Comments: Pesto

Comments

Sounds delicious, Barrett - I haven't made pesto in years but now is certainly the season. The only small thing I do differently is to toast the pine nuts a little in a dry frying pan before adding them; it brings out the nuttiness a little more.

As for those days on Seminary, I remember the basil garden well as it was the only time in my life I have successfully managed to grow it in such quantitites. I guess Chicago summers are ideal for basil! As I recall it, though, I was trying unsuccessfully to reproduce Leona's spinach and basil pesto and tried so often that you and the ex-girlfriend/ex-friend eventually rebelled and refused to eat any more pesto. Ever. Glad to see the damage wasn't permanent!

I don't remember swearing off pesto, but I can certainly believe I did it in my foolish youth. We did tend to be single minded about dinner choices in that house.

And by "we" I think you know who I mean.

Meg, do you toast the nuts in a dry pan or do you use oil?

I'm growing some nice basil on my patio. I'm just worried that that the heat will kill it off.

I toast them dry. They don't burn as suddenly and unexpectedly as sesame seeds but you have to watch them too.

As for killing off the basil, I think that as long as you give them loads of water they can stand almost any amount of heat. Chicago is a lot hotter and more humid than Paris and I think that's why it grows better there. Then again, what do I know? I have only grown it successfully once!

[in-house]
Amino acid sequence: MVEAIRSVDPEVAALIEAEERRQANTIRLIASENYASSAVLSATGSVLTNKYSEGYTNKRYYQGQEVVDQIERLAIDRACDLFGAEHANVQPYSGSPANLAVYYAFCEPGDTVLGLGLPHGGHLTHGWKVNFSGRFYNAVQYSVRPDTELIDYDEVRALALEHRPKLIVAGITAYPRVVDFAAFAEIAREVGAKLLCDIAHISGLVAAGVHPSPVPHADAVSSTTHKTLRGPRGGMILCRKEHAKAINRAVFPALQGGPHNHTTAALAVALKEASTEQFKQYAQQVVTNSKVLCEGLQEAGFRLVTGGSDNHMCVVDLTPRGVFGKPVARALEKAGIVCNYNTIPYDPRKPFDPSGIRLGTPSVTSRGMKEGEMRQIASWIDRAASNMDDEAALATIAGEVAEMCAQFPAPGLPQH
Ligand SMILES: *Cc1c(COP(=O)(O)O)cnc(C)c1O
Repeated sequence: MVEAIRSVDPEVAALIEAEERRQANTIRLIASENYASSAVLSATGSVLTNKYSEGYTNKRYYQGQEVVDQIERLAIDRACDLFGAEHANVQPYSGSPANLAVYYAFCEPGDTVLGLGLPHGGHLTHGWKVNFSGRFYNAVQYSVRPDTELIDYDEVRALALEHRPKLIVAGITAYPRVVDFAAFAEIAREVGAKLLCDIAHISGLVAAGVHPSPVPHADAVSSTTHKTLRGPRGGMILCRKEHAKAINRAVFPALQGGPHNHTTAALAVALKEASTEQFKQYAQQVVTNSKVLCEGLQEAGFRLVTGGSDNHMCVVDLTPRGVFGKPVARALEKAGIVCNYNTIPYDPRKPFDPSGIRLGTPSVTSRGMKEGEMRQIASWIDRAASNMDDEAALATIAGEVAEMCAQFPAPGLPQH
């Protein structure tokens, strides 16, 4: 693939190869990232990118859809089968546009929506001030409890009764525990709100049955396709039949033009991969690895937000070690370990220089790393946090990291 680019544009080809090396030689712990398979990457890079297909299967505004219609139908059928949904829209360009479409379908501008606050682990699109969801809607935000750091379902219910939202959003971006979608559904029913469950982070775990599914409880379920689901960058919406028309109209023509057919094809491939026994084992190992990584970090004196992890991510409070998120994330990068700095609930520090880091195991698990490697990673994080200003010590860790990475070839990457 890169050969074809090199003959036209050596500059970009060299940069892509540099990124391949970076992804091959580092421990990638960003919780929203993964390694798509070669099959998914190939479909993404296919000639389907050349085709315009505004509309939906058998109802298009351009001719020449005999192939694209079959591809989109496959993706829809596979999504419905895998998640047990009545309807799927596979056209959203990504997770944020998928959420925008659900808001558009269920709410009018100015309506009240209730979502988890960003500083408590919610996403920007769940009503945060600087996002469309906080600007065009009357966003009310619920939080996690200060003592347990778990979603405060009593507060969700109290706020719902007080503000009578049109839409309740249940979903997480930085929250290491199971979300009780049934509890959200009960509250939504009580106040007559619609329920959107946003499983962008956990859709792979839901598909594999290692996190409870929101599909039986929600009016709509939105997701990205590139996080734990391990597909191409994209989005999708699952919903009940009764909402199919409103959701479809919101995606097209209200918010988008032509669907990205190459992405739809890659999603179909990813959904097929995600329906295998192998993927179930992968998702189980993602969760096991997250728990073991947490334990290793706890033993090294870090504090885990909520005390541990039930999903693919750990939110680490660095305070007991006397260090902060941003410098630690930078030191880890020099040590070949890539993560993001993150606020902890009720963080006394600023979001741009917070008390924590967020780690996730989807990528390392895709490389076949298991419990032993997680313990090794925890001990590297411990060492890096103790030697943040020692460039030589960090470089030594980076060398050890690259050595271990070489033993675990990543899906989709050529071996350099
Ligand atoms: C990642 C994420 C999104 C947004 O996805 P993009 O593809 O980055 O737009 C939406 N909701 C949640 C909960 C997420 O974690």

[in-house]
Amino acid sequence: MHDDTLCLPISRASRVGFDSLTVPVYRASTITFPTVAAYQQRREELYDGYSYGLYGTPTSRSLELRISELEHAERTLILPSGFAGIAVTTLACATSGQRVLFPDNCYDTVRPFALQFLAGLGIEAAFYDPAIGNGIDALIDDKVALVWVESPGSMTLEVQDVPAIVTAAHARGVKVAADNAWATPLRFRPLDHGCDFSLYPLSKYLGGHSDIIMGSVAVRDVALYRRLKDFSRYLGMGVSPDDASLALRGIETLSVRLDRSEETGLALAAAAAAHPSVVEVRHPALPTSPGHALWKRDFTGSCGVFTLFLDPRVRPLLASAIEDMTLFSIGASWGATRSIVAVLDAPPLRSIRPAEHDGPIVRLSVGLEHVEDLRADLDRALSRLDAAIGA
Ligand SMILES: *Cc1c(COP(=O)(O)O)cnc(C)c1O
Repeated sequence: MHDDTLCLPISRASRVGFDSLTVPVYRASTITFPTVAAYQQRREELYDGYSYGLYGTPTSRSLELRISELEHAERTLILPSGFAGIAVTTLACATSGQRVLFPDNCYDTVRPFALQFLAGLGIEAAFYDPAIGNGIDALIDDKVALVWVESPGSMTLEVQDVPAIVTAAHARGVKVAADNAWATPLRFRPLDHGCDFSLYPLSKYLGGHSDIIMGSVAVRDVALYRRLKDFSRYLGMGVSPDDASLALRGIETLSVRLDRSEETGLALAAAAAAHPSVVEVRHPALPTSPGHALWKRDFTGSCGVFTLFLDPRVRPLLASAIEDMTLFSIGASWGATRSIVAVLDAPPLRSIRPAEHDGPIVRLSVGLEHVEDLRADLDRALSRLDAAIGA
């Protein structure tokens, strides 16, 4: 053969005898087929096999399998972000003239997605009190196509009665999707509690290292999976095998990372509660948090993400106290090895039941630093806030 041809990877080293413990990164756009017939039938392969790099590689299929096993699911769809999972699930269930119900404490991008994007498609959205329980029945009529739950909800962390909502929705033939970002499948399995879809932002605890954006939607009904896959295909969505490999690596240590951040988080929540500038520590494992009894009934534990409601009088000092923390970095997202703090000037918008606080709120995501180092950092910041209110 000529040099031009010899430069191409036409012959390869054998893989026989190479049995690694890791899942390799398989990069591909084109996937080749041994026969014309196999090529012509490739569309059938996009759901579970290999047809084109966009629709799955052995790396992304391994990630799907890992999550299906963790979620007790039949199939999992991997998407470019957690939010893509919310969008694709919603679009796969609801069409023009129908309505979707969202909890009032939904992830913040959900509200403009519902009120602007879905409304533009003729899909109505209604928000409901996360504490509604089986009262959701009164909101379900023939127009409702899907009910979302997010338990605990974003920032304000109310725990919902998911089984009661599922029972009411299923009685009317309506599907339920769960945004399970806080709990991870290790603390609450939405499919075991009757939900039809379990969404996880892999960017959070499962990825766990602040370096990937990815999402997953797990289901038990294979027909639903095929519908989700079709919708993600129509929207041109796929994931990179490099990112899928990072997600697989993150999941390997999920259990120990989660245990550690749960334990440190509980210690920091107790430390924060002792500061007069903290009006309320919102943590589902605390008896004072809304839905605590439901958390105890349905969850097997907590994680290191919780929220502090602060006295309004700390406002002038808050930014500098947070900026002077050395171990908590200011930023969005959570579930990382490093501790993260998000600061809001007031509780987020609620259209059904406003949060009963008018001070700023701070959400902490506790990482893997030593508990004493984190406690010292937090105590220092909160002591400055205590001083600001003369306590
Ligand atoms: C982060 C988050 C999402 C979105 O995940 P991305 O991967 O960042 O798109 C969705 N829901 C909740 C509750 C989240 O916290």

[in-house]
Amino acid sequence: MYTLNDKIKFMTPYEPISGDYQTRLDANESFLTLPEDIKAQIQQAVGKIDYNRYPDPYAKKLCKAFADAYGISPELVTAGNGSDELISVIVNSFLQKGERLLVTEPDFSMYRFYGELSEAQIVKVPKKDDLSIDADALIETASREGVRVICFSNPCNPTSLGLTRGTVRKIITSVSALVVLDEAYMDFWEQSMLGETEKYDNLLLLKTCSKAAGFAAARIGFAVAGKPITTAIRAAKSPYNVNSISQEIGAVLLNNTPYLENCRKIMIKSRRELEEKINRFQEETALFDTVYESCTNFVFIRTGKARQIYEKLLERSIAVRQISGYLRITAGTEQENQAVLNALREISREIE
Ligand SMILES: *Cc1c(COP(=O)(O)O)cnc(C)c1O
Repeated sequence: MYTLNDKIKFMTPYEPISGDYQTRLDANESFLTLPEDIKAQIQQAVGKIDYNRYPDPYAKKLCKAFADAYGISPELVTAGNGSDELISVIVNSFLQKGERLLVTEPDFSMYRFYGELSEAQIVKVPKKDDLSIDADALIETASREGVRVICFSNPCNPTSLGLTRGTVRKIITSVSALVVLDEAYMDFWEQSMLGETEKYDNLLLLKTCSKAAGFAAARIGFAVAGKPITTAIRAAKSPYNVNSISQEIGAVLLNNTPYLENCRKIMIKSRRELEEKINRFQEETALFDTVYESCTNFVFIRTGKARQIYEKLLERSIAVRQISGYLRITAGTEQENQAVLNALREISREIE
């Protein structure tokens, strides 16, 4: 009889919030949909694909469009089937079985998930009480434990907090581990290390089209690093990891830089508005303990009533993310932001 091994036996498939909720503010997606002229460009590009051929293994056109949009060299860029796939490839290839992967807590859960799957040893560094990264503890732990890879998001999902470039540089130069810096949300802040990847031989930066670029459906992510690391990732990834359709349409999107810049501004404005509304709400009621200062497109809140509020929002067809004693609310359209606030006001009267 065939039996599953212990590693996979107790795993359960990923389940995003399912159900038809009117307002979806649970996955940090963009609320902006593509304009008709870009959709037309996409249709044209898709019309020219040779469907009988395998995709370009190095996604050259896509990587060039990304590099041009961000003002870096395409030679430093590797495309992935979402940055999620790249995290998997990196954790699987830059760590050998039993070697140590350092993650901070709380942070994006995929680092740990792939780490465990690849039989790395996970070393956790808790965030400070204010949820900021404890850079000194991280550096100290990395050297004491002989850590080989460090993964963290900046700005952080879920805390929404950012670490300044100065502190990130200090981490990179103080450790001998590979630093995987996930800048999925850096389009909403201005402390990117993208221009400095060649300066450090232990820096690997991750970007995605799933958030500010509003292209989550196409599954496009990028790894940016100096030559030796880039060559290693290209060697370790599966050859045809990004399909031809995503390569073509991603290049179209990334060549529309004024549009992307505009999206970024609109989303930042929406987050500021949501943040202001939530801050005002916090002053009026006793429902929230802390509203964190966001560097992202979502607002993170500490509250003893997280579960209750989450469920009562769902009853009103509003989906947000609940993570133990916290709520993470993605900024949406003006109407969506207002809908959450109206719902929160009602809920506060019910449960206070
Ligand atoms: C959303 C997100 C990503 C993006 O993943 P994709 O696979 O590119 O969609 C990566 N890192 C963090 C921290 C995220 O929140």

Thanks for the mortar and pestle inspiration, Barrett! I am committing to try it the next time I make pesto. I usually make it in a food processor, and for some reason have been a little intimidated by the traditional method. I remember reading that when someone wants to work at Chez Panisse, Alice Waters tests them by making them make pesto by hand for something like forty people.

From my own brief experience, I can tell you that if I took the Alice Waters test, I'd end up with forearms like Popeye.

It's hard work, but well worth it!

My second effort making pesto, but first with mortar & pestle, looks, smells & tastes outstanding. Next time I will definitely chop down the garlic first, it takes the most time and is the hardest to reduce down.

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